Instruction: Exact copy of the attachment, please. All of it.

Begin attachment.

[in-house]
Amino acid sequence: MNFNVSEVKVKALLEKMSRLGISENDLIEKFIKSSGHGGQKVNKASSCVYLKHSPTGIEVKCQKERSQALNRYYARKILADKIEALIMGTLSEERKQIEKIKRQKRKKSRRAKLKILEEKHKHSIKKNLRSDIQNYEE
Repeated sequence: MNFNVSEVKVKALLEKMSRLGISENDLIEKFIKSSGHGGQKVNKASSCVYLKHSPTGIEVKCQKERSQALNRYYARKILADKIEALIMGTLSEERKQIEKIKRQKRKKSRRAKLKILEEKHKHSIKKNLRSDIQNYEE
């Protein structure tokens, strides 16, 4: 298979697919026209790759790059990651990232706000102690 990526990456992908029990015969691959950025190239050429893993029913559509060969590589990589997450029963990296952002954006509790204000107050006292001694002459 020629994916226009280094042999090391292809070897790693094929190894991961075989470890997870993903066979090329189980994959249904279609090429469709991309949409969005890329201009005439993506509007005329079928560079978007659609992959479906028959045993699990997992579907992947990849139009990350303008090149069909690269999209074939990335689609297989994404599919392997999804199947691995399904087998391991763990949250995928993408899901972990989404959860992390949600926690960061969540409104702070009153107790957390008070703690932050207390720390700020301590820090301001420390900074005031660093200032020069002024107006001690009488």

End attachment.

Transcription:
[in-house]
Amino acid sequence: MNFNVSEVKVKALLEKMSRLGISENDLIEKFIKSSGHGGQKVNKASSCVYLKHSPTGIEVKCQKERSQALNRYYARKILADKIEALIMGTLSEERKQIEKIKRQKRKKSRRAKLKILEEKHKHSIKKNLRSDIQNYEE
Repeated sequence: MNFNVSEVKVKALLEKMSRLGISENDLIEKFIKSSGHGGQKVNKASSCVYLKHSPTGIEVKCQKERSQALNRYYARKILADKIEALIMGTLSEERKQIEKIKRQKRKKSRRAKLKILEEKHKHSIKKNLRSDIQNYEE
């Protein structure tokens, strides 16, 4: 298979697919026209790759790059990651990232706000102690 990526990456992908029990015969691959950025190239050429893993029913559509060969590589990589997450029963990296952002954006509790204000107050006292001694002459 020629994916226009280094042999090391292809070897790693094929190894991961075989470890997870993903066979090329189980994959249904279609090429469709991309949409969005890329201009005439993506509007005329079928560079978007659609992959479906028959045993699990997992579907992947990849139009990350303008090149069909690269999209074939990335689609297989994404599919392997999804199947691995399904087998391991763990949250995928993408899901972990989404959860992390949600926690960061969540409104702070009153107790957390008070703690932050207390720390700020301590820090301001420390900074005031660093200032020069002024107006001690009488």